A source in a room at low frequencies, any room, it doesn’t matter, can be thought of as a random variable which is going to have peaks and dips in its response. There will always be a first mode response peak, which, as it turns out, is basically independent of the rooms shape and depends only on the room’s volume. Then there will be a region with several discrete widely spaced modes and the response in this region will be quite ragged as a result of the very distinct nature of these individual modes. As the frequency goes up, the modal density gets greater and greater and the variations of the peaks and dips (the frequency variance – there is also a spatial or seat-to-seat variance as well) about the mean response will decrease to a constant value that becomes essentially independent of frequency, or room shape or size. (Although the transition point is dependent on the rooms size.)
One “radical” point of view that I took away from this work was that it is not “modes” that are a problem, it’s the lack of modes that is the problem. It is simply not true that one does not want to excite the modes, one actually wants to excite as many modes as possible, which will result in a notably smoother response. This is quite different from (virtually the opposite of) the usual dogma in audio. Damping the low frequency modes causes them to spread and overlap more, which also reduces the variances in the response. But achieving high damping at these very low frequencies has to be done in the room’s structure itself since no added damping material is going to have any significant effect. And it’s important to keep this extra damping just at the lower frequencies because one does not want high room damping at the higher frequencies because that will destroy the spaciousness. High damping at low frequencies with low damping at high frequencies ends up being a fairly tough architectural problem.
Now, if we look at the room’s low frequency response problem as one in which we have a single sample – a single source – of a statistically stable population (the sound field in both frequency and space), then from classic statistics we know that for each additional sample that we add to the result, the variance will drop by approximately 1/n where n is the total number of samples. Hence, if samples are sources, then we should expect that the variance of the sound field will also go as 1/n where n is the number of sources (subwoofers to us). This is in fact what happens (within some limits). The more subs that we have in a small room at low frequencies the smoother the response will become in both frequency and space. We can’t really increase the number of modes, but we can easily increase the number of sources.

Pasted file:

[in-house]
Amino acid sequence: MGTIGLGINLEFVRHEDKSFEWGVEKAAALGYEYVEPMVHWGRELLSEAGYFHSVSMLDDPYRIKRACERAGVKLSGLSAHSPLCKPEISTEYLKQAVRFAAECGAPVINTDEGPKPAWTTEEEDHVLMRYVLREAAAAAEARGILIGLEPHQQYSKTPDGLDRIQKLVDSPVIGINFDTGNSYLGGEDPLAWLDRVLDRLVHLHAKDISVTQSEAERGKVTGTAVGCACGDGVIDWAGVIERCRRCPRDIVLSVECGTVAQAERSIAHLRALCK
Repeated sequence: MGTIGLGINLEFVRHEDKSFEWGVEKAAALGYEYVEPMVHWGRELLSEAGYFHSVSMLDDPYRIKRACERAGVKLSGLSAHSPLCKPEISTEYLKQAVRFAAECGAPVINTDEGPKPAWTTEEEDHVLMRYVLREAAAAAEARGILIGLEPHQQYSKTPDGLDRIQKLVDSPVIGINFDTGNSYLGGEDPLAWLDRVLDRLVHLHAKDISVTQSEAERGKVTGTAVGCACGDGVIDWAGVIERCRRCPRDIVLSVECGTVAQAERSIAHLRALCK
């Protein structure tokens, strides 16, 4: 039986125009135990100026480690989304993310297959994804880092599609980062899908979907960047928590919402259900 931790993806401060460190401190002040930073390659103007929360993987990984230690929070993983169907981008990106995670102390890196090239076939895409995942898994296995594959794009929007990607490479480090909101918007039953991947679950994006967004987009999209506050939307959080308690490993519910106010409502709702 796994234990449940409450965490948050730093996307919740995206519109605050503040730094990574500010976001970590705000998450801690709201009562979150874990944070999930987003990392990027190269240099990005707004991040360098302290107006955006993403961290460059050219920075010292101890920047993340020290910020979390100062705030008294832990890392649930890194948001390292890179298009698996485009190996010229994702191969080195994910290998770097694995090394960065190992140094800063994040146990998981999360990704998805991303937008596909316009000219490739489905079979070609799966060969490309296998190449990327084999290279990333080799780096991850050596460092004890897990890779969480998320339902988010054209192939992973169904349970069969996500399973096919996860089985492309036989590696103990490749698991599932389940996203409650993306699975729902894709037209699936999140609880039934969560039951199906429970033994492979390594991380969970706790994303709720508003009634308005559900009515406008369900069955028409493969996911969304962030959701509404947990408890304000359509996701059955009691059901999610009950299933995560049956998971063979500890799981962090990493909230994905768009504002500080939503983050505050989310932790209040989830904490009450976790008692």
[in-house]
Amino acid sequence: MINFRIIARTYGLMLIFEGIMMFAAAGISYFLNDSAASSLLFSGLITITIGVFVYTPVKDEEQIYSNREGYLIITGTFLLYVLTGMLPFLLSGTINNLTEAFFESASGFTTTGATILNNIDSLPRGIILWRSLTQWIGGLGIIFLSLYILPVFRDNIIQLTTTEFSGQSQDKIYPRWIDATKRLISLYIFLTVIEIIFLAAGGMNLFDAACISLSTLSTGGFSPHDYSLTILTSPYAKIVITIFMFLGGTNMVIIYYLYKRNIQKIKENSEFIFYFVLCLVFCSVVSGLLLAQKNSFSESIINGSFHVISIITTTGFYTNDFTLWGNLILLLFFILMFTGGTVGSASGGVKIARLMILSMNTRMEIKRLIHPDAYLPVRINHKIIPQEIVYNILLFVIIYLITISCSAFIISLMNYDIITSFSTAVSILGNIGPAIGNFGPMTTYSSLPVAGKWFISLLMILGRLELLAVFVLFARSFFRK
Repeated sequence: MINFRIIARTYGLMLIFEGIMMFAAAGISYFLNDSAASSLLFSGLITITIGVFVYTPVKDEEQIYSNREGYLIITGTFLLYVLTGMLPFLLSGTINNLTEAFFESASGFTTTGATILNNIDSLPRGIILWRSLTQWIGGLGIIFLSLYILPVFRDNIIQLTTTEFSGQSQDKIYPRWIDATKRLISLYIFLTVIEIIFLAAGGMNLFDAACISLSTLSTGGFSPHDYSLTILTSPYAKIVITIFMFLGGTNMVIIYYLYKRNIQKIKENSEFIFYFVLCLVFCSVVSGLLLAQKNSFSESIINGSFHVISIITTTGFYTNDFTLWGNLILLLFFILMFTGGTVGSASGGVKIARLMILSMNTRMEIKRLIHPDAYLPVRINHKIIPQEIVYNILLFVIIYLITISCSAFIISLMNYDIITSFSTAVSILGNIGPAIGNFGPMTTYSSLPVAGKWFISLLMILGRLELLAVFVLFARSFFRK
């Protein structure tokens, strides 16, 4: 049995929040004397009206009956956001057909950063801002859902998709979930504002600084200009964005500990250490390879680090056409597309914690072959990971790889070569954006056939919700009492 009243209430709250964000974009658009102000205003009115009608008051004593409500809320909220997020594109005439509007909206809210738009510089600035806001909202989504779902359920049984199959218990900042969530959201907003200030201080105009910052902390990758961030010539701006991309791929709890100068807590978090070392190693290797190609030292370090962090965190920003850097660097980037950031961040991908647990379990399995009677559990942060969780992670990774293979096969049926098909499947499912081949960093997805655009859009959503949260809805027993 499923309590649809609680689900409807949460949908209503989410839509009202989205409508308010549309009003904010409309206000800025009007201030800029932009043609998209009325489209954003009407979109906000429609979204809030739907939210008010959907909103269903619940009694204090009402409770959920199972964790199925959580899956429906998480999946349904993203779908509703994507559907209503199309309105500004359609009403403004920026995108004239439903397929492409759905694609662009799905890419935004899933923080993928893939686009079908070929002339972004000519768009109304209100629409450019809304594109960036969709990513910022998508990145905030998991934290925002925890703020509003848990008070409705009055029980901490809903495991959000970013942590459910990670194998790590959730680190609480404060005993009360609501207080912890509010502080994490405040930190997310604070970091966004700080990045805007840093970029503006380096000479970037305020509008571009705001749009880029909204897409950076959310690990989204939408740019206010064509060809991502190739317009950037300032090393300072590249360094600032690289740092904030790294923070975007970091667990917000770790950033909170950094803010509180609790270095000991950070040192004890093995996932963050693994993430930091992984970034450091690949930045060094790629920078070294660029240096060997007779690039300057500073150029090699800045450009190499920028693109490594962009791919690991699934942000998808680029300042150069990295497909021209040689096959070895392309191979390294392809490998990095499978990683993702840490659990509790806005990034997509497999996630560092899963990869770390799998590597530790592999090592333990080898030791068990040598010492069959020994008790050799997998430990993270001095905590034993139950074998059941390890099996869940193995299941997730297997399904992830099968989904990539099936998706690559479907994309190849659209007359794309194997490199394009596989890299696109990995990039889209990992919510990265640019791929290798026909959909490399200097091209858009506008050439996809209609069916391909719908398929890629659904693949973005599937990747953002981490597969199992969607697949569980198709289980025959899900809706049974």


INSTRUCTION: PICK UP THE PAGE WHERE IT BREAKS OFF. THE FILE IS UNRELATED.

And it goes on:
There are some limiting assumptions in the above and these are important. The most important limitation is that for the 1/n improvement to hold the samples/sources must each be independent of all the others (uncorrelated in statistical acoustics parlance). Two subs right next to each other are not independent, they are highly correlated. The farther the subs are from each other the less correlated they become. This means that we should start to add subs that are as widely spaced about the room as possible. However as you add more and more subs they have to get closer and closer together and hence the 1/n improvement will begin to vanish and it can be seen that the variance of the sound field can never be brought down to zero no matter how many subs we have. In fact, in practice I have found a significant improvement with the addition of a second sub, a smaller improvement when a third sub is added and the fourth sub usually shows only a small to negligible improvement. Beyond four subs is pretty much a waste of assets since the performance gains tend to zero (except for more headroom, of course).
LB: Your speakers are currently sold direct. Do you intend to stick with that business model, or would you like to establish a dealer network?